app makers claim rights to patients' data for marketing purposes.
Look for very clear
statements about how the data is used. Language such as "from time to
time we will use your data...in order to improve the services we provide
for you" may warrant further investigation.
Look for who owns the
data, if the company will disclose it. Do you own your data? Or do you
merely have the right to use the service, but that is the extent of your
Look for commitments on
security of the data. Is the data stored on your phone or on a server?
What are your rights to
retrieve data if they cancel service? Are you permitted to have a copy
of the data? What is the app provider's right to use the data after
service is canceled? Ideally, McGraw said, companies should return all
your data and not have the right to subsequently use it.
You should use unusual
passwords that employ varied symbols and numbers.
If possible, you should
be able to remotely delete data from the device if it is stolen.
And Medicare Blue Button
has these security recommendations:
Download your data to a
secure location. You may want to download your information to a CD or
flash drive. Consider purchasing an encrypted flash drive for your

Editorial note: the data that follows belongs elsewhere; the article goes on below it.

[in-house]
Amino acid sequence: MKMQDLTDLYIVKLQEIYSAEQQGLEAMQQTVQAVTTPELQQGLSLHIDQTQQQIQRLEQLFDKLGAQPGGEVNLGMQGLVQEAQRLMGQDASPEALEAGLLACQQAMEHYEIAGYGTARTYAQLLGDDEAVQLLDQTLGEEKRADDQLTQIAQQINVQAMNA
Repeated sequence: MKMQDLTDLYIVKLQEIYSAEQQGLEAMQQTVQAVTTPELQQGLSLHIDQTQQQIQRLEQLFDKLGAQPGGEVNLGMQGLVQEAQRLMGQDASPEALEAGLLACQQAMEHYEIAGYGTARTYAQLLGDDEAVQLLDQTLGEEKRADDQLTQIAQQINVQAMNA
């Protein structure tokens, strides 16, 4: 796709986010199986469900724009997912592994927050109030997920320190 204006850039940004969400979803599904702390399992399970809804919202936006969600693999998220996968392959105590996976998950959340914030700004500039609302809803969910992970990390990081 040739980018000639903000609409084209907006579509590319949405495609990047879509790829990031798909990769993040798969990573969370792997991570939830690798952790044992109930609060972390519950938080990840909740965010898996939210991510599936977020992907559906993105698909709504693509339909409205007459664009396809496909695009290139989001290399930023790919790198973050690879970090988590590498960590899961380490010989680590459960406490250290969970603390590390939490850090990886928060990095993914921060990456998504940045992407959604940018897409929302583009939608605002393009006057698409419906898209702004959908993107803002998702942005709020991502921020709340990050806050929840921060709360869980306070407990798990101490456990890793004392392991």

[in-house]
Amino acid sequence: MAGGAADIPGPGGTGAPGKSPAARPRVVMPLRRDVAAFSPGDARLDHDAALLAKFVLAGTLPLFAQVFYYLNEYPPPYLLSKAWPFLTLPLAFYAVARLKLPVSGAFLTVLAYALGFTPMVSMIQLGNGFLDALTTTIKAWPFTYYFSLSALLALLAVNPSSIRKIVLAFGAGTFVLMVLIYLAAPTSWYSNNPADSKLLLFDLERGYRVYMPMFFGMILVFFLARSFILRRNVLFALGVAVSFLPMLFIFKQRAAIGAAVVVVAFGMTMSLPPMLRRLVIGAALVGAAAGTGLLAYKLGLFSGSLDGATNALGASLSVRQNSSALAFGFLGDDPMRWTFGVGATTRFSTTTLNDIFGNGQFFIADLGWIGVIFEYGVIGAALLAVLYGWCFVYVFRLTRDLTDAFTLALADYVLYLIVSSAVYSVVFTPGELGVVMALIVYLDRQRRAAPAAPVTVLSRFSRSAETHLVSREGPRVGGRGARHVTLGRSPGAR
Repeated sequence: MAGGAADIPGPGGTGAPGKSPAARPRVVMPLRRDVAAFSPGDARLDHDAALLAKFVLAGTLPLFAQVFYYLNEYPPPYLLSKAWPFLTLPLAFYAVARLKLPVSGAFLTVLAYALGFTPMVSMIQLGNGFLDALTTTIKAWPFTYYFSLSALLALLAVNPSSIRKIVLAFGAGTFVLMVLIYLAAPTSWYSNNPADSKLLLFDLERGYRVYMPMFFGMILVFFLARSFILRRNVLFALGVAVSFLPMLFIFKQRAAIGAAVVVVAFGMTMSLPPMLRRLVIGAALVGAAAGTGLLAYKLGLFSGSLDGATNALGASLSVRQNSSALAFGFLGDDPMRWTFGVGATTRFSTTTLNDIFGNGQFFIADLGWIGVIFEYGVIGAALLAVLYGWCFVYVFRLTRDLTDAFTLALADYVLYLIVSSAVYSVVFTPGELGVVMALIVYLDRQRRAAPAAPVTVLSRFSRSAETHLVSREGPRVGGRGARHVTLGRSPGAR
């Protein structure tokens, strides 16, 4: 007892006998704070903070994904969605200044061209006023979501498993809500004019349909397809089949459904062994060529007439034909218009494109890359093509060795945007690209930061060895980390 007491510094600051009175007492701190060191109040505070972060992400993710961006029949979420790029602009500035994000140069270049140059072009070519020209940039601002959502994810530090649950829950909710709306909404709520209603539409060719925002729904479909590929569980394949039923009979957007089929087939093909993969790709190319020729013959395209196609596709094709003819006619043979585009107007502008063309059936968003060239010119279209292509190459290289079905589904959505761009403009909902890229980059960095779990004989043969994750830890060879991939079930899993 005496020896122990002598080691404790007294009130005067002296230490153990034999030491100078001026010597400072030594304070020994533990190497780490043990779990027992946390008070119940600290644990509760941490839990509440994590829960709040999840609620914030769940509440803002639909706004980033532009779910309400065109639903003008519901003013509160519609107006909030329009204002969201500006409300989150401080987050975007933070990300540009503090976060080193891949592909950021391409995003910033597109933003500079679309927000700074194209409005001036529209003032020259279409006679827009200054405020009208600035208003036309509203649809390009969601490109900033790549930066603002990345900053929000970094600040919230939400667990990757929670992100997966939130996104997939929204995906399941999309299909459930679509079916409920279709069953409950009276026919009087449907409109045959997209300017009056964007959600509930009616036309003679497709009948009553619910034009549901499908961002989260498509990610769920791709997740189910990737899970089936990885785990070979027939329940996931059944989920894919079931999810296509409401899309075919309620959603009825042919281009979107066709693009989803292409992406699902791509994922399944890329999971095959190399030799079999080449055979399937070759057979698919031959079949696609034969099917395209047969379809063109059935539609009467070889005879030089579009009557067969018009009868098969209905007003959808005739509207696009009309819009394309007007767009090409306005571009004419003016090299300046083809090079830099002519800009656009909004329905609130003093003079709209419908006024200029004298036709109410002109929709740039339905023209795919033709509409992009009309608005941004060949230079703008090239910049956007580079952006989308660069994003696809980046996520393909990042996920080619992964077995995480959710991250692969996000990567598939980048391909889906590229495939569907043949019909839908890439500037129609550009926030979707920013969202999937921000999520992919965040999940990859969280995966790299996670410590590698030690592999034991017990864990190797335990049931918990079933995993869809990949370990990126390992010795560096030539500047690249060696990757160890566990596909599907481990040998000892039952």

information. You may also encrypt or require a password to access a CD.
If you want to send
your information via email, you should encrypt the message.
Keep paper copies in a
safe and secure place that you can control.
Another problem with smartphone medical records -
not related to security - is that some physicians may not know whether
the records stored there are complete, said Scott Edelstein, co-chair of
Squire Sanders' Healthcare & Life Sciences Industry Group in Washington,
"There may be some data that the patient doesn't
want to keep on their smartphone," said Edelstein, who specializes in
mobile health applications. "Maybe there's very sensitive health
information. Maybe there's information that they don't want other
providers to know but it could be very important information for a
provider to know, for example, in the event of an emergency."
Edelstein said errors or omissions could be
But in the case of Dr. Farzad Mostashari's father,
the records on the phone had pointed to the problem: "He had dry eye;
that was the diagnosis."
Then, it was an easy treatment that salvaged the
This story is part of a collaboration that
MPR News, NPR
and Kaiser Health News.